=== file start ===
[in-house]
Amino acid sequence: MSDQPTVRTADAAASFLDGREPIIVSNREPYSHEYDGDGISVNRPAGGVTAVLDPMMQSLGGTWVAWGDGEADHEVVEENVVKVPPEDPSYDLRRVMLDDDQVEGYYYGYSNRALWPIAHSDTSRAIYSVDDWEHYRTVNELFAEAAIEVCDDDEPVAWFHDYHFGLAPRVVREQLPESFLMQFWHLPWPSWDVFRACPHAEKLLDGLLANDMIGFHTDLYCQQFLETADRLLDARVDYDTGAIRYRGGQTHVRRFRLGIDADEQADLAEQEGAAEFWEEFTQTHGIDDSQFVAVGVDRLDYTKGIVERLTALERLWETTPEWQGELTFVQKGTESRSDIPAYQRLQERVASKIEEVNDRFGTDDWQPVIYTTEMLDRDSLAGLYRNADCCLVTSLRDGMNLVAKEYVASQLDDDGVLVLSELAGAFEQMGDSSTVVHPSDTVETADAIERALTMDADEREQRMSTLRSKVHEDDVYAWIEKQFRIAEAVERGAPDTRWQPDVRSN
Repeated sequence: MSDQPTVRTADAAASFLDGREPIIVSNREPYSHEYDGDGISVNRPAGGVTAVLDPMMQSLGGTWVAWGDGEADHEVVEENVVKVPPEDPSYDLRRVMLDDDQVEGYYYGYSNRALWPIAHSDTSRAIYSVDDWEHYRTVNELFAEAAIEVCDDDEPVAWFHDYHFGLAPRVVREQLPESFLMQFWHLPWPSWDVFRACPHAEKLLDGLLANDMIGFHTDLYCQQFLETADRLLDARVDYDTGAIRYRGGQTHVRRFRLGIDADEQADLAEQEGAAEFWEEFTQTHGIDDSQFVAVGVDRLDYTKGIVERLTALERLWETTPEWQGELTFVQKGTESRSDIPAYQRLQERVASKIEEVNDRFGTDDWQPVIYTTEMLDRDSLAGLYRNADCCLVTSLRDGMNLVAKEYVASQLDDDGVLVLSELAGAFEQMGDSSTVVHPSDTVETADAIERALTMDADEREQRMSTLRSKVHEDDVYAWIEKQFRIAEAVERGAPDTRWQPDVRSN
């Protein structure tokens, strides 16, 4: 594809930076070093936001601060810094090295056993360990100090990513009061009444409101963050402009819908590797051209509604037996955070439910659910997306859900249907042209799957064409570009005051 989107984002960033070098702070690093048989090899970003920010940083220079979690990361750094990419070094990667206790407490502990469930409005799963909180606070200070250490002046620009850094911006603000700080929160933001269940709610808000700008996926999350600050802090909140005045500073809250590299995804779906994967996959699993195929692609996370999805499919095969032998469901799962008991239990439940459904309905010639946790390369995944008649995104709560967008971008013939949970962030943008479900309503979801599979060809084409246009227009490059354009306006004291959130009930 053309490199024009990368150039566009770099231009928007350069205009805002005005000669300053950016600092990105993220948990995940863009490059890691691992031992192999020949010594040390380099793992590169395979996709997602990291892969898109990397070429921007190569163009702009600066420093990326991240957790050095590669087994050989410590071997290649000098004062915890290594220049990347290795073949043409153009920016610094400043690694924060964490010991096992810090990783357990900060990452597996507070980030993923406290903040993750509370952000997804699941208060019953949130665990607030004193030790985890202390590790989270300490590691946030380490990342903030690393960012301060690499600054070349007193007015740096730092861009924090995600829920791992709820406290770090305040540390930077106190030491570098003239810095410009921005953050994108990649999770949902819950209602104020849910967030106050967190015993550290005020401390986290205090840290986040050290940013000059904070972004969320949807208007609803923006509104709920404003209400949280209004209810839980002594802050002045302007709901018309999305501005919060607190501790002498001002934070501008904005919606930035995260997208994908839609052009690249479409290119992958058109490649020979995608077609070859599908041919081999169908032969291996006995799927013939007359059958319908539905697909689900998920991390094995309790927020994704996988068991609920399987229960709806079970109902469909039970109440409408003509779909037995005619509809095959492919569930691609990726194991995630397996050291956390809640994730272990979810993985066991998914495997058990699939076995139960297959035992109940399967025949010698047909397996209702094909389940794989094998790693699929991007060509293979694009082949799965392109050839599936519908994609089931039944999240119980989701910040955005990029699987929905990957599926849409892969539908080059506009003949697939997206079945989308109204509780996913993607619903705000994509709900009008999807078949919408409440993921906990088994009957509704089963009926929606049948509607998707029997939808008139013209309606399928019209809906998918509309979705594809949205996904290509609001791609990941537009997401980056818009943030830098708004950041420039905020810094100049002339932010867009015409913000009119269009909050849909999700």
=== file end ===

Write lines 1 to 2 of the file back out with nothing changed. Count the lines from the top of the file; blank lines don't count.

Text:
[in-house]
Amino acid sequence: MSDQPTVRTADAAASFLDGREPIIVSNREPYSHEYDGDGISVNRPAGGVTAVLDPMMQSLGGTWVAWGDGEADHEVVEENVVKVPPEDPSYDLRRVMLDDDQVEGYYYGYSNRALWPIAHSDTSRAIYSVDDWEHYRTVNELFAEAAIEVCDDDEPVAWFHDYHFGLAPRVVREQLPESFLMQFWHLPWPSWDVFRACPHAEKLLDGLLANDMIGFHTDLYCQQFLETADRLLDARVDYDTGAIRYRGGQTHVRRFRLGIDADEQADLAEQEGAAEFWEEFTQTHGIDDSQFVAVGVDRLDYTKGIVERLTALERLWETTPEWQGELTFVQKGTESRSDIPAYQRLQERVASKIEEVNDRFGTDDWQPVIYTTEMLDRDSLAGLYRNADCCLVTSLRDGMNLVAKEYVASQLDDDGVLVLSELAGAFEQMGDSSTVVHPSDTVETADAIERALTMDADEREQRMSTLRSKVHEDDVYAWIEKQFRIAEAVERGAPDTRWQPDVRSN